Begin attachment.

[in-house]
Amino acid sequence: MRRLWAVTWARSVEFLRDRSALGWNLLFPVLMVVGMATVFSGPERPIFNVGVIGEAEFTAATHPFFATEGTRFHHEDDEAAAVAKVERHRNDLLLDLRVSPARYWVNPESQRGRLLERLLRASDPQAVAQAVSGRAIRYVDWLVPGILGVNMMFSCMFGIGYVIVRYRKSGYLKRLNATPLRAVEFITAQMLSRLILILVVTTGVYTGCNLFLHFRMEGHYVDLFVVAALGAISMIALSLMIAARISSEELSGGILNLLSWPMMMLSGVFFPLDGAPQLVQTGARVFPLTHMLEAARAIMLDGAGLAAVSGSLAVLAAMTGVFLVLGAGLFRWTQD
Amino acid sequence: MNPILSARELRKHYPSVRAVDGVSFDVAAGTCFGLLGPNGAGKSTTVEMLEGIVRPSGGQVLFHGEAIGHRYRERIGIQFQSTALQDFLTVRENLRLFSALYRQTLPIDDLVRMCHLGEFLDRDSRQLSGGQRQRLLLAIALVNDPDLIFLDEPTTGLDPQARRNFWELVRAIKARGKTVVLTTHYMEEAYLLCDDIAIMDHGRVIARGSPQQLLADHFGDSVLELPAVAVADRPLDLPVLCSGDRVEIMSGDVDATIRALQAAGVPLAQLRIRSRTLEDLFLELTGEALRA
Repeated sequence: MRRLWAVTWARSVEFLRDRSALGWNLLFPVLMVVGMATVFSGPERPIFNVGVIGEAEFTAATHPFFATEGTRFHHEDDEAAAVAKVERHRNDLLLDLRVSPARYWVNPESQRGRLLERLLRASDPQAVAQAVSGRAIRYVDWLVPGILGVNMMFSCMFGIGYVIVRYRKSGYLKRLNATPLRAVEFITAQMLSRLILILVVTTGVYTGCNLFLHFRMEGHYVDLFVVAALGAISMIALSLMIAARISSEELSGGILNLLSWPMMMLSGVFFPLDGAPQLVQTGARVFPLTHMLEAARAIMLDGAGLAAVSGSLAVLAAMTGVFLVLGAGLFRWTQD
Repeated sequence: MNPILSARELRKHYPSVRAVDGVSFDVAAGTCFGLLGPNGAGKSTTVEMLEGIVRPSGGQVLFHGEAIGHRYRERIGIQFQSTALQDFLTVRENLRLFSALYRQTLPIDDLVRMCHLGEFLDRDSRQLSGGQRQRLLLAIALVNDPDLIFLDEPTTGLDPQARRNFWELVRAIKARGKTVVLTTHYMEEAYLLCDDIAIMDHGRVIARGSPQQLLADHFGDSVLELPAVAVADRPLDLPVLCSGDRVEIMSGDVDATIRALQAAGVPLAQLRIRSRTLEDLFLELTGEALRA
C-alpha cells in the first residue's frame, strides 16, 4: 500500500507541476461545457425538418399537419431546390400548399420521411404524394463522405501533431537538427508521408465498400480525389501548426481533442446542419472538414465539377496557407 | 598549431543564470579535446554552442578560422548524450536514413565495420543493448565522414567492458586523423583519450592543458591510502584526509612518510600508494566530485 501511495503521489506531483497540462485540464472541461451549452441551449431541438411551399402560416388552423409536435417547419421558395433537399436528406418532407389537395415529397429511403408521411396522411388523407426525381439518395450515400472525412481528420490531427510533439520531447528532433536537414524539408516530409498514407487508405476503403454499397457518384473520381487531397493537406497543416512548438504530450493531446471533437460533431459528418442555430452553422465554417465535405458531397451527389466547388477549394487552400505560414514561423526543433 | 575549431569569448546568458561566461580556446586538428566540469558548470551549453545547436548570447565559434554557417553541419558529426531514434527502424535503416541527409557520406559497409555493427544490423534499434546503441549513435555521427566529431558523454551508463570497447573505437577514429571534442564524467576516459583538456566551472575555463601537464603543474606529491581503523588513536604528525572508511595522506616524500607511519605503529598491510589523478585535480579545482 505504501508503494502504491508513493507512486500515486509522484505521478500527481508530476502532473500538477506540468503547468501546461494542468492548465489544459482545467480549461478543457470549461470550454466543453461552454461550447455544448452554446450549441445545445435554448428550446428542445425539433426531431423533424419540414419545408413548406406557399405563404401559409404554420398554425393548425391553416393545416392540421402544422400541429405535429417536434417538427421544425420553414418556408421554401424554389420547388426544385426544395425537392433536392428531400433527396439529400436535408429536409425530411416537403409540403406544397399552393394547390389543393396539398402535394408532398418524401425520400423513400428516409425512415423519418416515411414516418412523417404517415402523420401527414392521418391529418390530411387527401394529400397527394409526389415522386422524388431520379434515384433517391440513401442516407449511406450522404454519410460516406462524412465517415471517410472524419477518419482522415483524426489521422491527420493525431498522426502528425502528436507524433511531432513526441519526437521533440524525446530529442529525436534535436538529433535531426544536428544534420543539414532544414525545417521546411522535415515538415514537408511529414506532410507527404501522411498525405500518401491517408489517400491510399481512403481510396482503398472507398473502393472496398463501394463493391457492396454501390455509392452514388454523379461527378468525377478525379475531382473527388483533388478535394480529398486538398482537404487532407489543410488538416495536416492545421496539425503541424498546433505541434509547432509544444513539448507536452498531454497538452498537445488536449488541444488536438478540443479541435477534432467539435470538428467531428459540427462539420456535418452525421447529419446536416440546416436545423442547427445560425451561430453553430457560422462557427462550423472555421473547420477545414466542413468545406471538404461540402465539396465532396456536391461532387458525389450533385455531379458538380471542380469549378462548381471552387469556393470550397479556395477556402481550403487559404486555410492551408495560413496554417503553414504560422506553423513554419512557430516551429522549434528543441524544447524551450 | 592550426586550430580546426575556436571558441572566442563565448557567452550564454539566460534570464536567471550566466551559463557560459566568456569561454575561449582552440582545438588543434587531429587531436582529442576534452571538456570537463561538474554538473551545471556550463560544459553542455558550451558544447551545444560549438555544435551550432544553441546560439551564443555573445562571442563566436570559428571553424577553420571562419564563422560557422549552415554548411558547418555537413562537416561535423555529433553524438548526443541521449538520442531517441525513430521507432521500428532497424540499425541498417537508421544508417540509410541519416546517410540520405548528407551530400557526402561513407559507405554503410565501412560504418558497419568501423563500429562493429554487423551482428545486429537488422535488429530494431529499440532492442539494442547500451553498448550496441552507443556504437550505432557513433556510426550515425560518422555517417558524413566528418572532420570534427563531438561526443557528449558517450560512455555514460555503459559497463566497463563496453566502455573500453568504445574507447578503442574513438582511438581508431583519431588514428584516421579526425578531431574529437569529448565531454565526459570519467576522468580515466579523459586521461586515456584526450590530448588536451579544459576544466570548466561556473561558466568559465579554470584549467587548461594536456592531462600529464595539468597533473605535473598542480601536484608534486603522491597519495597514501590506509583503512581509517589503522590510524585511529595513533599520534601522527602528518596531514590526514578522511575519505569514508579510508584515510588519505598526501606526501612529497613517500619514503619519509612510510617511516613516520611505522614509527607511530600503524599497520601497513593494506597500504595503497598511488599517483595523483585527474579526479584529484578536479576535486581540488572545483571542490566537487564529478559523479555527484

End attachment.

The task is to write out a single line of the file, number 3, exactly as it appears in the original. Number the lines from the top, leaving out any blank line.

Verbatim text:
Amino acid sequence: MNPILSARELRKHYPSVRAVDGVSFDVAAGTCFGLLGPNGAGKSTTVEMLEGIVRPSGGQVLFHGEAIGHRYRERIGIQFQSTALQDFLTVRENLRLFSALYRQTLPIDDLVRMCHLGEFLDRDSRQLSGGQRQRLLLAIALVNDPDLIFLDEPTTGLDPQARRNFWELVRAIKARGKTVVLTTHYMEEAYLLCDDIAIMDHGRVIARGSPQQLLADHFGDSVLELPAVAVADRPLDLPVLCSGDRVEIMSGDVDATIRALQAAGVPLAQLRIRSRTLEDLFLELTGEALRA